With the given nature of technology, is total anonymity even still possible? According to a survey by the Pew Research Center in Washington DC, 59 per cent of Americans dont believe online anonymity is actually possible (Baraniuk 5). Rightfully so, companies such as BlueCava have developed software that gathers hundreds of clues each time a user visits a website that can identify his/her device, one in a billion. Companies like BlueCava look at fonts, software, language settings, operating system, browser, and device name to uniquely identify users (Giles 3-6). Another company, BehavioSec, identifies users by the way they move their mouse or use their smartphones touch screen. BehavioSecs software identifies online users with an accuracy rate of 99.7 per cent. This identification process is known as digital fingerprinting. Digital fingerprinting seems to be threatening online anonymity. Author and Researcher, Gabriella Coleman believes Anonymitys values to be at an all time low (1).
To conclude, online anonymity can be both harmful and beneficial. Online anonymity can be used for creative expression, the ability to share an unpopular idea, or illegal political idea. On the contrary, online anonymity can also facilitate harassment, bullying, criminal activity, or impersonation. I have learned that many new digital fingerprinting technologies can identify even anonymous users with extreme accuracy. It is increasingly more difficult to be totally anonymous with the large amount of tracking software websites use.  I have come to the conclusion that pseudonymity is the best way to identify oneself online. Pseudonymity provides a small safety net but also identifies users with recognizable names others can understand. Others agree with the compromise pseudonymity affords users. Danah Boyd at Microsoft Research says, Most of the time we want pseudonymity, not anonymity& (Giles 5).  Pseudonymity is the perfect compromise in the way users identify themselves online.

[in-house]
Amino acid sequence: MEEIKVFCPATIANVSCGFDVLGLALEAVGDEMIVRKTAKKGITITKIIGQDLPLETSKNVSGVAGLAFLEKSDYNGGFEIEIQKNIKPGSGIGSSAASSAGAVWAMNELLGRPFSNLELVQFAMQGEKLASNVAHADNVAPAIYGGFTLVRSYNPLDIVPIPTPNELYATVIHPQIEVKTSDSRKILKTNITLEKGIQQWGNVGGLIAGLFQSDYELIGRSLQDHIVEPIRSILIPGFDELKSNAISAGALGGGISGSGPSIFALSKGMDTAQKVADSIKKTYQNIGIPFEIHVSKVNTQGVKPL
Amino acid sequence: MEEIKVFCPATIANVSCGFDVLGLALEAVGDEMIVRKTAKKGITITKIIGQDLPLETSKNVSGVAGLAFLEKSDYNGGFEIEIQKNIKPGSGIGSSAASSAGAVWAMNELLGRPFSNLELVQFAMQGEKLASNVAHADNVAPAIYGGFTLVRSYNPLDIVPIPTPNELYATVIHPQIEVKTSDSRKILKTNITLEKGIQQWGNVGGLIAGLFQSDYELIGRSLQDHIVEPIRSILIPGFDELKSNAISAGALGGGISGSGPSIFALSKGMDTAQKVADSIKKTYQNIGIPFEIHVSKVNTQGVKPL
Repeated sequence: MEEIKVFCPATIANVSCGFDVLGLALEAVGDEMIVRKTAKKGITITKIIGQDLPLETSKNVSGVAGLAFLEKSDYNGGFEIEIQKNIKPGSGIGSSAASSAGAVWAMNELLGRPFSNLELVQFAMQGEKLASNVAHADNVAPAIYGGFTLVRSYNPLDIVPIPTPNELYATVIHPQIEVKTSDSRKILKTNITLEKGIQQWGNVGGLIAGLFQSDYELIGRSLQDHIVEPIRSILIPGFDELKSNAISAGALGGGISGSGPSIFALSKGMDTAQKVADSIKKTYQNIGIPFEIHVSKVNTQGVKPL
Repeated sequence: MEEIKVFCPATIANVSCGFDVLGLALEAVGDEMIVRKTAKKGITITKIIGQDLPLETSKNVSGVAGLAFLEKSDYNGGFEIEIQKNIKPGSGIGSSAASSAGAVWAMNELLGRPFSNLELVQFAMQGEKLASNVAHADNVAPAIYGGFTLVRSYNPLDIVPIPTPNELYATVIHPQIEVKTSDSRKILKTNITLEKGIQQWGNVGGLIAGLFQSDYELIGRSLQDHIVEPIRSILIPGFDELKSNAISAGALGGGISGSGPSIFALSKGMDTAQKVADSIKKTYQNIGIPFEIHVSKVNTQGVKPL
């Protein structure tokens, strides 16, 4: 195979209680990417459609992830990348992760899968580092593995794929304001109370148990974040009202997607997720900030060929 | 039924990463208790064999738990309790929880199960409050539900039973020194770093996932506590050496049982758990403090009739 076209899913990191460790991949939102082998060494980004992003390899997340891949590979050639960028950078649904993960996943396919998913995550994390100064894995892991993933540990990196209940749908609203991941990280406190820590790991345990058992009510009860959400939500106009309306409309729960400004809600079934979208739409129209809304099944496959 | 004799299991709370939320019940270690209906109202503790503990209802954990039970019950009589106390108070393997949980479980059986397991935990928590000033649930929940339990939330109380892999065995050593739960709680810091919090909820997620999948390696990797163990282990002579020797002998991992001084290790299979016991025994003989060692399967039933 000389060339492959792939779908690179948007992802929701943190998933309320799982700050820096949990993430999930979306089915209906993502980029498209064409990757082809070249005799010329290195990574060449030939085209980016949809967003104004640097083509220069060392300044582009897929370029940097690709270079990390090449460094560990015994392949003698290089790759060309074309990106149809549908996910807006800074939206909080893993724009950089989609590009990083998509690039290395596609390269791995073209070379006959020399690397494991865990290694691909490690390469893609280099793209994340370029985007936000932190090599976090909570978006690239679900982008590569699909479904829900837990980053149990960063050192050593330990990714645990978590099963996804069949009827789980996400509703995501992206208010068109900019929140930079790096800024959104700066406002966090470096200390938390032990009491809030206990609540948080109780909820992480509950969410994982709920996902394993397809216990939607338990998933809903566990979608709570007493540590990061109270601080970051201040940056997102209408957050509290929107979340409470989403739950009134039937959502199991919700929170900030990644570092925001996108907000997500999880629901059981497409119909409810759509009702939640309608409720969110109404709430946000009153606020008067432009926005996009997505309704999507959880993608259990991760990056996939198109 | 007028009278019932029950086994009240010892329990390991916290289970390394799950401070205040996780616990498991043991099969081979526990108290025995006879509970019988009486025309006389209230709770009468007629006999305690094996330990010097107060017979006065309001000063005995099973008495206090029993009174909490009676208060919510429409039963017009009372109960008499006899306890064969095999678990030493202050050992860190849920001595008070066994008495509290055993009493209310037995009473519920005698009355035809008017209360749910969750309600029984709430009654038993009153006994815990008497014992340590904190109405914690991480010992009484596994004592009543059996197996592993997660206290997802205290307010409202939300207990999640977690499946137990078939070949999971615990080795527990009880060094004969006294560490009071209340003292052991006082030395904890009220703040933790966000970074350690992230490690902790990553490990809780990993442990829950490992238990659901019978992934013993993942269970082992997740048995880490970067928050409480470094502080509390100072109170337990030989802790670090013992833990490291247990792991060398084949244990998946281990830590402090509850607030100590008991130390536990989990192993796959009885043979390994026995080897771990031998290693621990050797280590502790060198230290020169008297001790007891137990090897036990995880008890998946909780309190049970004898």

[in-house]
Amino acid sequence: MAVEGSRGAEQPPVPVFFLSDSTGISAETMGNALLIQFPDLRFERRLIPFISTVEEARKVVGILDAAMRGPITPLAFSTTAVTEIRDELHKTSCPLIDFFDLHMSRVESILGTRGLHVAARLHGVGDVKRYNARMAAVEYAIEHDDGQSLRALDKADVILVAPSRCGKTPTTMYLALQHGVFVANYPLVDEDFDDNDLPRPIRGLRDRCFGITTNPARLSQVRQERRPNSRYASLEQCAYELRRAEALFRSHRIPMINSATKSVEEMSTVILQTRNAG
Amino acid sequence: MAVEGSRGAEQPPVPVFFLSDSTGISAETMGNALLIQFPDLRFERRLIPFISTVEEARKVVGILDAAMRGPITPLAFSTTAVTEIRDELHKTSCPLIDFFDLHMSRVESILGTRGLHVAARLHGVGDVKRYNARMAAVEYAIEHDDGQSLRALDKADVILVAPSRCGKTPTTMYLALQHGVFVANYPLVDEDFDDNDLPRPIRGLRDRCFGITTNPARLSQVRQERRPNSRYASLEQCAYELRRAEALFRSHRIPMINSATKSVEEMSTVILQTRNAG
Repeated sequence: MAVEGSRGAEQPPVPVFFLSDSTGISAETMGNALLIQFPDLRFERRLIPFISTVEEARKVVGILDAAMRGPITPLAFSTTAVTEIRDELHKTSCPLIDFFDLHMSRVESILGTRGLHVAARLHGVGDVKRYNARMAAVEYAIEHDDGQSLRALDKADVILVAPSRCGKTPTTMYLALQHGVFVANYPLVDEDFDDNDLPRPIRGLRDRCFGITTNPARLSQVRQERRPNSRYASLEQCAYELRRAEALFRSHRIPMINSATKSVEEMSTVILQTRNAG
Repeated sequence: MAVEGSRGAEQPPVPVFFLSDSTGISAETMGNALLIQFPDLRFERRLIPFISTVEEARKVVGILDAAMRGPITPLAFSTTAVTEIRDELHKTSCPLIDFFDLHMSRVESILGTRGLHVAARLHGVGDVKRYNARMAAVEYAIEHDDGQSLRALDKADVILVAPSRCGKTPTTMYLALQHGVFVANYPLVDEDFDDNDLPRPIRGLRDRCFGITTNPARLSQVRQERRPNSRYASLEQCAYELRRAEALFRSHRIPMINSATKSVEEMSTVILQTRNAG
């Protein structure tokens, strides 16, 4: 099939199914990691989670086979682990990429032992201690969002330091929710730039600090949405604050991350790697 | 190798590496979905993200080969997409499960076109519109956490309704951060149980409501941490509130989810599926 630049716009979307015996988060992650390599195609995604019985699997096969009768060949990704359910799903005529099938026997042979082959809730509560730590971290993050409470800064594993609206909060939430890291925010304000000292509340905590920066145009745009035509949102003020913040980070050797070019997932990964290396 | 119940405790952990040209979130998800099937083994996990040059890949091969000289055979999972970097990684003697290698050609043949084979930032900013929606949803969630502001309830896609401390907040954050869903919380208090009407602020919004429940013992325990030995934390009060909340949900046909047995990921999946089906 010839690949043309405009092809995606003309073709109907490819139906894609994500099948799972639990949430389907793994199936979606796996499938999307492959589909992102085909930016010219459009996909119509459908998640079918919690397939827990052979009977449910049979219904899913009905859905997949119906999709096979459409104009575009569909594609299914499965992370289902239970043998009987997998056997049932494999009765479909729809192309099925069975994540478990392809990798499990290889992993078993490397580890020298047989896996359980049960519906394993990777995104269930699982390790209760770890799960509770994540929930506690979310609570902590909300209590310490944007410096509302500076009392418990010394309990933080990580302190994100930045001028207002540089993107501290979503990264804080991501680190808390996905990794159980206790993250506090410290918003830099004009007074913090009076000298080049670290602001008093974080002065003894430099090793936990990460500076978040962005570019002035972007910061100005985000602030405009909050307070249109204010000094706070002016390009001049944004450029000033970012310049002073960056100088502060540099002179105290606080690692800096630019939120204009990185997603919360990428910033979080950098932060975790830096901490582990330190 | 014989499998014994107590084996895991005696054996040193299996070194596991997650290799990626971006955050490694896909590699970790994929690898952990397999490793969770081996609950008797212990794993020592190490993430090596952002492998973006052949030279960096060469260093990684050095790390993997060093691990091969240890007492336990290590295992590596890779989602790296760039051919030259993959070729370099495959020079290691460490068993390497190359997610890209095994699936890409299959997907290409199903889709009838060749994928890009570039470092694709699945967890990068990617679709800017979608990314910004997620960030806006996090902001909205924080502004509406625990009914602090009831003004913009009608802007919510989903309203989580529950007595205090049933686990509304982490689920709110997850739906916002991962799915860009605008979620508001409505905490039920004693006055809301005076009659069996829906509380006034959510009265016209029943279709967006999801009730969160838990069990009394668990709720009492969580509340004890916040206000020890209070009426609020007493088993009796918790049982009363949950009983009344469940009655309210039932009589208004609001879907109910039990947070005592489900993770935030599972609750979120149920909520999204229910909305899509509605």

Works Cited

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Coleman, Gabriella. "The World Needs Anonymity." MIT Technology Review 118.1 (2015): 11. Business

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Giles, Jim. "The Real You." New Scientist 212.2836 (2011): 50-53. Academic Search Premier. Web. 11

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Keipi, Teo, and Atte Oksanen. "Self-Exploration, Anonymity And Risks In The Online Setting: Analysis

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Pao, Ellen, and Jonathan Taplin. "Should We Let Ourselves Be Anonymous Online?." Time 186.11 (2015):